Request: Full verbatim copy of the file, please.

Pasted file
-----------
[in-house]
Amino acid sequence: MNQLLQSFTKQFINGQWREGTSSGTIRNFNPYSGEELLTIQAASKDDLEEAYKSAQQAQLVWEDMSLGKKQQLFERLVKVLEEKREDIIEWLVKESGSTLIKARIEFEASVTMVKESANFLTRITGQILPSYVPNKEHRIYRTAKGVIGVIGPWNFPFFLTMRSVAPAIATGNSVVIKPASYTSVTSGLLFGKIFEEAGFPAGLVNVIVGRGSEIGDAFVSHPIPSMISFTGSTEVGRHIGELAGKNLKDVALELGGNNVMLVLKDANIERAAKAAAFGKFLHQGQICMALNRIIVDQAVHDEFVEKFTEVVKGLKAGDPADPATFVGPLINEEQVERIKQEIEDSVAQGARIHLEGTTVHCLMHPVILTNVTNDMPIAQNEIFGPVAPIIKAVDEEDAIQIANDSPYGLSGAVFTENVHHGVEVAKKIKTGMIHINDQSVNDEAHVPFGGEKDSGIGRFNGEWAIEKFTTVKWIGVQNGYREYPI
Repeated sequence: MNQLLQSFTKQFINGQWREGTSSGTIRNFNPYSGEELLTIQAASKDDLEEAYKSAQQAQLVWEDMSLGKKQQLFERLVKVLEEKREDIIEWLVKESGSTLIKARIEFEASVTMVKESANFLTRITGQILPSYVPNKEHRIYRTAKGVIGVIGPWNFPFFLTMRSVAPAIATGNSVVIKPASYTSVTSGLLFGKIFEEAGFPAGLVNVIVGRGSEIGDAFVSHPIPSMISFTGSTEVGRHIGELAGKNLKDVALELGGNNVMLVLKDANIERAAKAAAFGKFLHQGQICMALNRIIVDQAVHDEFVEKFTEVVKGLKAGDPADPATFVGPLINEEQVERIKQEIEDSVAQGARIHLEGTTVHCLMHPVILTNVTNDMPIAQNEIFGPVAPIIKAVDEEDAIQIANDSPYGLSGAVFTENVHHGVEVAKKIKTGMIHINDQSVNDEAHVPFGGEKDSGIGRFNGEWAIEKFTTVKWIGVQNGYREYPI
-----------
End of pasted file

[in-house]
Amino acid sequence: MNQLLQSFTKQFINGQWREGTSSGTIRNFNPYSGEELLTIQAASKDDLEEAYKSAQQAQLVWEDMSLGKKQQLFERLVKVLEEKREDIIEWLVKESGSTLIKARIEFEASVTMVKESANFLTRITGQILPSYVPNKEHRIYRTAKGVIGVIGPWNFPFFLTMRSVAPAIATGNSVVIKPASYTSVTSGLLFGKIFEEAGFPAGLVNVIVGRGSEIGDAFVSHPIPSMISFTGSTEVGRHIGELAGKNLKDVALELGGNNVMLVLKDANIERAAKAAAFGKFLHQGQICMALNRIIVDQAVHDEFVEKFTEVVKGLKAGDPADPATFVGPLINEEQVERIKQEIEDSVAQGARIHLEGTTVHCLMHPVILTNVTNDMPIAQNEIFGPVAPIIKAVDEEDAIQIANDSPYGLSGAVFTENVHHGVEVAKKIKTGMIHINDQSVNDEAHVPFGGEKDSGIGRFNGEWAIEKFTTVKWIGVQNGYREYPI
Repeated sequence: MNQLLQSFTKQFINGQWREGTSSGTIRNFNPYSGEELLTIQAASKDDLEEAYKSAQQAQLVWEDMSLGKKQQLFERLVKVLEEKREDIIEWLVKESGSTLIKARIEFEASVTMVKESANFLTRITGQILPSYVPNKEHRIYRTAKGVIGVIGPWNFPFFLTMRSVAPAIATGNSVVIKPASYTSVTSGLLFGKIFEEAGFPAGLVNVIVGRGSEIGDAFVSHPIPSMISFTGSTEVGRHIGELAGKNLKDVALELGGNNVMLVLKDANIERAAKAAAFGKFLHQGQICMALNRIIVDQAVHDEFVEKFTEVVKGLKAGDPADPATFVGPLINEEQVERIKQEIEDSVAQGARIHLEGTTVHCLMHPVILTNVTNDMPIAQNEIFGPVAPIIKAVDEEDAIQIANDSPYGLSGAVFTENVHHGVEVAKKIKTGMIHINDQSVNDEAHVPFGGEKDSGIGRFNGEWAIEKFTTVKWIGVQNGYREYPI